'Berg business dean: Commit to honor veterans' sacrifice daily
On the eve of Veterans Day, Heidelberg’s School of Business Dean, Dr. Anne Anderson – a West Point graduate and a former officer in the U.S. Army Corps of Engineers – challenged the campus community and Tiffin residents to commit to live daily to honor the sacrifice made by those who have fought, and in many cases, died, for the freedoms we enjoy.
Anne was the keynote speaker for Heidelberg’s annual Veterans Day Ceremony, organized and emceed by members of the Student Senate.
In her remarks, Anne said that while she was one of the lucky ones who survived and made it home, military service left a permanent impression on her. “While at West Point, I learned the importance of duty and honor. I learned the value of being mission-focused and the importance of being accountable for my choices,” she said.
But it wasn’t until she graduated and started her career as an officer in the Corps of Engineers that she truly understood the sacrifices that enlisted men and women and their families have been asked to make over the years. On a deployment to Honduras, Anne had the honor to lead and join her platoon in building an orphanage. “I can’t even describe how rewarding that experience was,” she said. “It was during this time that I started to fully understand the importance of leading by example and how critical it is to clearly communicate expectations.” She has incorporated those guiding values into her life and career.
Those values hit home more impactfully four years later when Anne found herself in the deserts of Saudi Arabia during Desert Shield, preparing for Desert Storm. “Leading young men and women who know you are on the edge of the start of a war is humbling,” she recalled. “They were ready to fight for the freedoms of others – willing to sacrifice whatever was necessary and volunteering to do so without hesitation.”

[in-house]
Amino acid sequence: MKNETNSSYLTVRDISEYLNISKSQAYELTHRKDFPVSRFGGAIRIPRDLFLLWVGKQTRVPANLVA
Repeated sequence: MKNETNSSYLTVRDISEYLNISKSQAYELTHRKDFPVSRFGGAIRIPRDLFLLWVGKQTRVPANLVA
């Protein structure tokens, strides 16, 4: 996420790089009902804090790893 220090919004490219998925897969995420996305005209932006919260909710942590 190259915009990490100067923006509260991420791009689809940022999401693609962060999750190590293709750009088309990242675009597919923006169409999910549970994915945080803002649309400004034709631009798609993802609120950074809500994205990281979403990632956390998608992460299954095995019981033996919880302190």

The same is true for all veterans who have served and paid the ultimate sacrifice, current active duty military, and those who will serve in the future. In the past four-plus decades, more than 60,000 active-duty soldiers have lost their lives – some in combat, but sadly, more than 20 percent due to suicide.
“Those who have never served,” Anne said, “will never truly understand the toll military service takes on those who serve and their families. There are many unseen wounds and battle scars.”
This is why she issued the challenge to honor the service and sacrifice of all military personnel, and the essence of why the campus community and indeed, the nation, observes Veterans Day.
A campus observation
'Berg President Rob Huntington welcomed everyone to the ceremony, following the Presentation of the Colors by the United Veterans Council, the singing of the National Anthem by senior Jayce Porter and the singing of Lift Every Voice by junior Zaria Keys.
“We are surrounded by veterans. That’s why we’re here,” Rob said. Heidelberg shares its Founders Day (November 11, 1850) with Veterans Day – a coincidence that isn’t lost on the Berg community. As Heidelberg embarks on its 174th year, it’s an appropriate time to appreciate the “service and safeguards that our country that have enabled us to exist that long,” Rob said.
“We pause on this day (to express gratitude) to the over 41 million people who have become veterans since the founding of our country,” he added. “Now, more than 18.5 million veterans live in our country. … We have a deep respect and sincere gratitude to those 18.5 million among us for their love of country and their willingness to serve and sacrifice for the common good.”
Student Senators Siera Octaviano and Taylor Ratliff also participated in the ceremony, which was concluded by Nik McAvoy, a student-athlete and president of Heidelberg’s new Student Military Support Alliance.